Trapped in a ventilation system? That's a new one. Tell me more about your investigation style.

I use my network at Silver Hills to get a feel for the players in any case. Then I figure out which ones might benefit from the crime in question. I talk to each suspect about the crime, reading between the lines as they answer my questions. A lot of investigating is instinct. I tell Detective Peters I’m developing an investigator’s gut but he just laughs at me. I know I’ve only been at this for a short time, but I’ve talked enough to the police and faced enough challenges in my work to make me a decent investigator. I don’t care what Detective Peters says. He doesn’t respect my work and that’s okay. I get results and that’s what matters. Though I suspect a lot of his push back has to do with him trying to protect TC.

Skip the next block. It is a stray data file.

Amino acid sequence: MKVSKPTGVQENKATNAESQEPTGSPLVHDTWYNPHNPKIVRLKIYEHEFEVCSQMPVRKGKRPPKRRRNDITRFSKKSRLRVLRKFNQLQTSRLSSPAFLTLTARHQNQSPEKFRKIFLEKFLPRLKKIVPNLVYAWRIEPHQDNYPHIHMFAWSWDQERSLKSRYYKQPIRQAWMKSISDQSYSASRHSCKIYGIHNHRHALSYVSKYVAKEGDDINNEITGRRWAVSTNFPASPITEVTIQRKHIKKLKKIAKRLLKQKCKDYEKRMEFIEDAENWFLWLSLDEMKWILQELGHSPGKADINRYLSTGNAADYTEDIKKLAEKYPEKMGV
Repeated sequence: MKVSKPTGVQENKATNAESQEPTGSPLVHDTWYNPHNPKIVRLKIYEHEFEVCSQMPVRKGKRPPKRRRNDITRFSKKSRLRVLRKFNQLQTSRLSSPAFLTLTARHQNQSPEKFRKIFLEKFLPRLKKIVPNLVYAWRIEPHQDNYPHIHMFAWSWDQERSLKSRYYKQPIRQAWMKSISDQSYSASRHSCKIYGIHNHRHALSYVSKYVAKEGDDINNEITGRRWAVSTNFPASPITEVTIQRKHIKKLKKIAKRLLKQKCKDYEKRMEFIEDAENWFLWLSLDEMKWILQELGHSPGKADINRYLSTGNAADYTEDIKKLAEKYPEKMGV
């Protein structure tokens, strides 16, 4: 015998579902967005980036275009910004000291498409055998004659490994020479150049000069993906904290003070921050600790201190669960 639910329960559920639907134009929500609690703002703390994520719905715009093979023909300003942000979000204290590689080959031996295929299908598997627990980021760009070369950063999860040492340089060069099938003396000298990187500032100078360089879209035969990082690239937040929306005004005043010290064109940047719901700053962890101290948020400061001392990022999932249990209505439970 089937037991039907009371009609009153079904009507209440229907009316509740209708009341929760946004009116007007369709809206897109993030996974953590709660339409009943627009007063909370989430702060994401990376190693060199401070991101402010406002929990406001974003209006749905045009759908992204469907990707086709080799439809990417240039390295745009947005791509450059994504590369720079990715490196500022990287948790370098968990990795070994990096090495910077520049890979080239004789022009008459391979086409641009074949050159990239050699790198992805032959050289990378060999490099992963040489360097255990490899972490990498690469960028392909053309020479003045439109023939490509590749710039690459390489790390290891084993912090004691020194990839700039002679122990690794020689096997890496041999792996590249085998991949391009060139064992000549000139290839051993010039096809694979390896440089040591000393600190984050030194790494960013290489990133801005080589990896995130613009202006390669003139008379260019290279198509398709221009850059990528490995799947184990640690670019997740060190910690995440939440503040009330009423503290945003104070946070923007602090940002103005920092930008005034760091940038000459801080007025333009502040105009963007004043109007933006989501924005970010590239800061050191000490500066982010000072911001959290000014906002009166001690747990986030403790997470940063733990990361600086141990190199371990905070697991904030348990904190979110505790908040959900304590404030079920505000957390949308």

That's it for today! Thank you for dropping by, Flo, this was a wonderful interview. Keep in touch, and let me know if you need any help in your next investigation. That's what detective friends are for, after all. 


USA Today and Wall Street Journal Bestselling Author Sam Cheever writes mystery and suspense, creating stories that draw you in and keep you eagerly turning pages. Known for writing great characters, snappy dialogue, and unique and exhilarating stories, Sam is the award-winning author of 80+ books.


1 comment:

  1. Grandma Bertha, thanks so much for letting Flo visit your wonderful blog! She was very excited and even roped me into helping her with her interview. I'm always pleased when Flo asks for my opinion. She's usually pretty confident and doesn't always require my help. #:0) Happy Sleuthing!